Published by Eleonora Harwich on 11 November 2016
- Our Work
- The Reformer Blog
18 November 2016
On Thursday, Michael Gove echoed Liz Truss’ recent Reform speech in calling on the Government to do better in collecting data and evidence on prison performanc and to, “if necessary, change course as a result of what the data shows.”
Andrew Haldenby, Director
The POA, whose members returned to negotiation after an unlawful strike on Tuesday.
On Tuesday, the FT reported that, by mid-2017, MPs will gain the chance to debate and vote on the NHS budget, followed by those of other departments.
On Saturday, the New England Journal of Medicine reported that a UK pilot study of personal health budgets had saved £3,100 per patient, on average, for those with higher levels of need. Patients and caregivers had enjoyed improved quality of life.
On Friday, the Times reported that a trial video link between care home residents and nurses in Yorkshire had reduced ambulance callouts by about 30 per cent and GP referrals by around 40 per cent.
On Monday, the Public Accounts Committee found that the Cambridge and Peterborough NHS Clinical Commissioning Group’s management of a contract for community services had been substandard: “The procurement exercise was undermined from the start by poor commercial expertise, a lack of realistic pricing, and weak oversight.”
… and on Tuesday, the National Audit Office came to a similar conclusion in regard to the Ministry of Defence’s organisation of a contract to manage its estate and infrastructure: “Roles and responsibilities are unclear, governance arrangements are confused and the Defence Infrastructure Organisation still does not have the skills and capabilities it needs.”
On Thursday, Michael Gove supported Liz Truss’ prison reforms and called for further devolution of criminal justice decision-making covering policing, probation, courts and local government.
“Patients with personal budgets used fewer acute care services than their counterparts, instead increasing their personal expenditures on such social and well-being services as help from more flexible support workers, information technology, mobility equipment, physical activities, leisure, training and education. The evaluation was not designed to explain the observed relative reduction in acute care use, but the evaluators speculated that it might be attributable to a change in the mix of services and to patients’ increased control over their use.”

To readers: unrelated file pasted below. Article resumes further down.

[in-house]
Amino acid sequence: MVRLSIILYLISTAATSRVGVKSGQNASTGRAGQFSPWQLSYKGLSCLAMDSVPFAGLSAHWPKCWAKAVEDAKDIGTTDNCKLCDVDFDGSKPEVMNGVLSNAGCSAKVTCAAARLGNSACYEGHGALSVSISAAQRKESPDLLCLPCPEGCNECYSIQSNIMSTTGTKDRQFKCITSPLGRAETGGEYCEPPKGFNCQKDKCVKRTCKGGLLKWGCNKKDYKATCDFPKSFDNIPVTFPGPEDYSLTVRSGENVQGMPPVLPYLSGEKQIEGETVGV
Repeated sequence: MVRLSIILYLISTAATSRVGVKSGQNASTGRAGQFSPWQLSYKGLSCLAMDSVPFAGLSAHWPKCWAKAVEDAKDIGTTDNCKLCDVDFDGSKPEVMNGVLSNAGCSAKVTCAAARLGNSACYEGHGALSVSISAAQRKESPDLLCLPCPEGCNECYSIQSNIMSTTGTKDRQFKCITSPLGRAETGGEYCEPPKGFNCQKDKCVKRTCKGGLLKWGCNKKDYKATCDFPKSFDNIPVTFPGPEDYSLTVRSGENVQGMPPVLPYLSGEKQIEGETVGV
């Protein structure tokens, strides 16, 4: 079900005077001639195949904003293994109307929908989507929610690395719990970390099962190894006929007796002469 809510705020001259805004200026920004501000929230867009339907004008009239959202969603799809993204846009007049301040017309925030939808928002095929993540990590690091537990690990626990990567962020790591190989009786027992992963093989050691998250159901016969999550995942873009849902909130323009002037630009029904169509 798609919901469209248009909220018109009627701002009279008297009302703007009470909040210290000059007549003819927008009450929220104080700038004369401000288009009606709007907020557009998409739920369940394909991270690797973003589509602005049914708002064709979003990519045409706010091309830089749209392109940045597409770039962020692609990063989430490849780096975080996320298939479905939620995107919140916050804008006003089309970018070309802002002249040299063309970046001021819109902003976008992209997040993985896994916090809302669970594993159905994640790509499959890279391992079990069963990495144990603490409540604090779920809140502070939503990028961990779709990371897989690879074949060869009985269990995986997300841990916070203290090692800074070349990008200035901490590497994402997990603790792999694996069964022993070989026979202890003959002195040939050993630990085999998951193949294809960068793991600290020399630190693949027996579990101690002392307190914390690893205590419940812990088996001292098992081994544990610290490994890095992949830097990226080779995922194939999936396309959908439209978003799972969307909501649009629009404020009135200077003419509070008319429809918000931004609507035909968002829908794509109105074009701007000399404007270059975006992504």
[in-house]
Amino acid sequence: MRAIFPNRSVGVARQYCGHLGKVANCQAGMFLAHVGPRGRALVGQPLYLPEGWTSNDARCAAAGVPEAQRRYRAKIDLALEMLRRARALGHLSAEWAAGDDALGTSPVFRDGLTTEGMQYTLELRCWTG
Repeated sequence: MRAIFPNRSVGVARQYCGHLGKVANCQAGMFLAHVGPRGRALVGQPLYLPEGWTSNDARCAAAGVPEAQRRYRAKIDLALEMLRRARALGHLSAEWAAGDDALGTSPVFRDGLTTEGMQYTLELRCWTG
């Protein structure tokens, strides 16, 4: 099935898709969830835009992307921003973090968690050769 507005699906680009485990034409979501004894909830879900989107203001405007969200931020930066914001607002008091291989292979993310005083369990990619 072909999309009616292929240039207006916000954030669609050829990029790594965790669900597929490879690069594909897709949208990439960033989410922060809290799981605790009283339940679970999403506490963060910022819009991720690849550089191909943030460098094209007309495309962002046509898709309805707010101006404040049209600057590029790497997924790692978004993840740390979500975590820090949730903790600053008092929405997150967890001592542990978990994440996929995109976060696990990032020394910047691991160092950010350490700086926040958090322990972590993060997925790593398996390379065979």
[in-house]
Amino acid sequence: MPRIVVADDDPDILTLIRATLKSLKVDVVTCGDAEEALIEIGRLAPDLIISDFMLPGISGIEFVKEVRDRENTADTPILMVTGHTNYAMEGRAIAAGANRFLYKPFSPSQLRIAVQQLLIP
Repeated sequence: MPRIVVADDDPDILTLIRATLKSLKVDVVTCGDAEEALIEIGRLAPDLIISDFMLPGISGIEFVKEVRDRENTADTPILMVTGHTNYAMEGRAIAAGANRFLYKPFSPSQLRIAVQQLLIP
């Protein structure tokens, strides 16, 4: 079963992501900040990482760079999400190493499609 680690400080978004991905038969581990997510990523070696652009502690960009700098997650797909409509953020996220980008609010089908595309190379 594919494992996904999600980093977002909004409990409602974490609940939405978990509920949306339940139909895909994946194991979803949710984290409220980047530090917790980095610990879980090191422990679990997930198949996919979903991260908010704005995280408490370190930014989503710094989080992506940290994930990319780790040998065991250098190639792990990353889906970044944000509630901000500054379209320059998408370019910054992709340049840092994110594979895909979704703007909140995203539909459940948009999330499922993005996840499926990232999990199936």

Report in the New England Journal of Medicine on Saturday.
“The lack of business sense on the part of the NHS ‘would embarrass a child in a sweet shop’, said Meg Hillier, the chair of the committee, adding that there had been ‘serious consequences’ from the failure. ‘It beggars belief that a contract of such vital importance to patients should be handled with such incompetence.’”
Meg Hillier, Chair of the Public Accounts Committee, quoted in the FT on Wednesday
“If we give local areas a specific police, crime and justice budget and allow them to divide it as appropriate between community policing, youth services, social work, youth offending teams, probation, community sentencing, courts and custody then we could see communities make mature decisions about spending more on effective crime prevention measures that would reduce the need for expensive provision of more and more prison places.”
Michael Gove, speaking on Thursday
On Thursday, Reform published four blogs by speakers in the conference panel “Social Security in a changing labour market: big challenges, big opportunities”.
–Charlotte Pickles Deputy Director and Head of Research at Reform
–Jeremy Moore, Director General, Strategy, Policy and Analysis, Department for Work and Pensions
–Iain Gravestock, Head of Human Services, KPMG
–Will Tuckley, Chief Executive, Tower Hamlets Council
On Friday, Reform published four blogs by speakers in the conference panel “Digital welfare: transformation through technology”.
–William Mosseri-Marlio, Researcher at Reform
–Neil Couling, Director General for the Universal Credit Programme, Department for Work and Pensions
–Dr Tiina Likki, Senior Advisor, The Behavioural Insights Team
–Bea Karol Burks, Director of Delivery, Tinder Foundation
On Monday, Emilie Sundorph, Researcher at Reform, argued that increasing autonomy and teacher job satisfaction will help close the attainment gap more efficiently than allocating teachers with high qualifications to underperforming schools.
On Monday, Andrew Haldenby, Director at Reform, suggested that the NHS is in need of a “top down structural reorganization”.
On Tuesday, Elaine Fischer, Research Assistant at Reform, proposed possible solutions to cut social care costs, inspired by Dutch private care provider Buurtzorg.
On Wednesday, Reform is hosting a policy dinner on the theme of “challenges and opportunities for growth after Brexit” led by Crispin Blunt MP, Chair of the House of Commons Foreign Affairs Committee.